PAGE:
This legislative session has been noteworthy for several reasons.  Teachers have asked for the reinstatement of our COLA (cost of living allowance) and for pay increases.  While the legislators voted themselves a substantial pay raise, teachers received a 1.8% increase in pay and a 3% COLA for two years.  Does that make up for the 1.9% loss from a few years ago?  Frankly, I’m not so sure that I’m coming out ahead all that much, if at all.  Recent discussion as to whether the legislature will see the contempt charge dropped, also has me concerned.  I worry that the lawmakers will find victory and we won’t see increased dollars in our SAM or in a future COLA.   I’m disappointed.

But the SAM isn’t perfect and it doesn’t recognize veteran teachers who are continuing to improve their education.  Reality hit me about two weeks ago.  I’m on year sixteen and I’m almost at an MA+90.  I’ve officially topped out on the salary model.  I know that I should be thankful that I’ve got that extra degree plus additional credits.  Believe me, I am thankful.  I worked hard for the MA (Master of Arts) in History with a 135 page thesis to prove it.  On the other hand, I’m still working to get more education.  I’m really digging educational technology and I’ve attended several technology courses and once I hit that 90 credits mark (which is going to be in the next month) I don’t have anywhere else to go in order to earn more money.  I suppose I could coach a sport or advise a club to make more money.  I could do additional work outside of school, too.  But frankly, I wonder, why does the legislature stop providing pay increases once you hit 16 years of teaching?  Shouldn’t we want to keep veteran teachers teaching?  I keep reading articles from EdWeek and the Washington Post talking about a teacher shortage and problems with retention rates.  Maybe the place to start is at the logical first step—salary.  Let’s start recognizing veteran teachers and rewarding them for being leaders in their field.  I look at that salary schedule and feel stagnated in my income.  I wonder where my potential for income growth is at this point. What are my viable options?  I won’t avoid the cliché—I don’t teach for the income, I teach for the outcome.  However, the income does have to provide for my continuing education, mortgage, and my children’s college education.   While we could argue the merit system when it comes to teacher’s salaries and raises, under our current model, I have no where to go if I’d like to increase my income.  I’m 37 years old and I’ve topped out on the SAM.  I believe that I have the skills, the heart, the grit, and the knowledge to stay in the classroom for the next 20 years, but can I afford it?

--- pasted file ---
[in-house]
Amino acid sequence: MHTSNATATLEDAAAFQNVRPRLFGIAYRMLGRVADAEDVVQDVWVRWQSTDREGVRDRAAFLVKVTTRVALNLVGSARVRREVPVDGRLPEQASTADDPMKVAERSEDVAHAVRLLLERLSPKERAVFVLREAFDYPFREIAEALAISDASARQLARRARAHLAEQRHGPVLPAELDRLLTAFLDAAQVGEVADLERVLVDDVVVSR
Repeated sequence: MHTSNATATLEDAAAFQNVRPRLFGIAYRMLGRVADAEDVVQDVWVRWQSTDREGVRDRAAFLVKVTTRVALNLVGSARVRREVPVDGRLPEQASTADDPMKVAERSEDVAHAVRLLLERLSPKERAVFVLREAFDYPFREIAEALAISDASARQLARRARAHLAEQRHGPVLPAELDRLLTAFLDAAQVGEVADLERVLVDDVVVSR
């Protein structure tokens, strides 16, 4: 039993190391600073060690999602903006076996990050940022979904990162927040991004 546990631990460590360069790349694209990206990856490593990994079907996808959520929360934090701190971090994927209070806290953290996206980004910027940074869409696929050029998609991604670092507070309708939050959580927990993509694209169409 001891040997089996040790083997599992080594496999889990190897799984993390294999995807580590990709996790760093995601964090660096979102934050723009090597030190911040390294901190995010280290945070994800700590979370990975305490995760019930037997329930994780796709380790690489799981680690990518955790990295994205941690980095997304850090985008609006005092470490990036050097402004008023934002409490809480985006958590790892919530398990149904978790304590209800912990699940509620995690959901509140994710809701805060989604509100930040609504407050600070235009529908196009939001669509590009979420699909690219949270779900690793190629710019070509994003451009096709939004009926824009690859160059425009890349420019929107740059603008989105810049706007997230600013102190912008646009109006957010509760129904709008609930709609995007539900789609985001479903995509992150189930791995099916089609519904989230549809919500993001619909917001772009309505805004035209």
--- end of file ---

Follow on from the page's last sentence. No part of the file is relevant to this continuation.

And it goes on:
Sadly,  I know other veteran teachers feel the same way.  Attrition in the field is on the rise.  There are myriad reasons for this and pay is a factor.  We’ve worked hard to advance our own education.  We’ve adapted, adjusted, and watched the pendulum swing in our field and we’re still in the classroom, demonstrating our grit because we love students and we want them to succeed.  But that success doesn’t always help to put dinner on the table or pay for our kids to take piano lessons.  In a field where the pressure to perform is already so high and the spotlight is always on, it might be good for state legislators to consider recognizing and rewarding the teachers who’ve decided to remain in the classroom to work with students.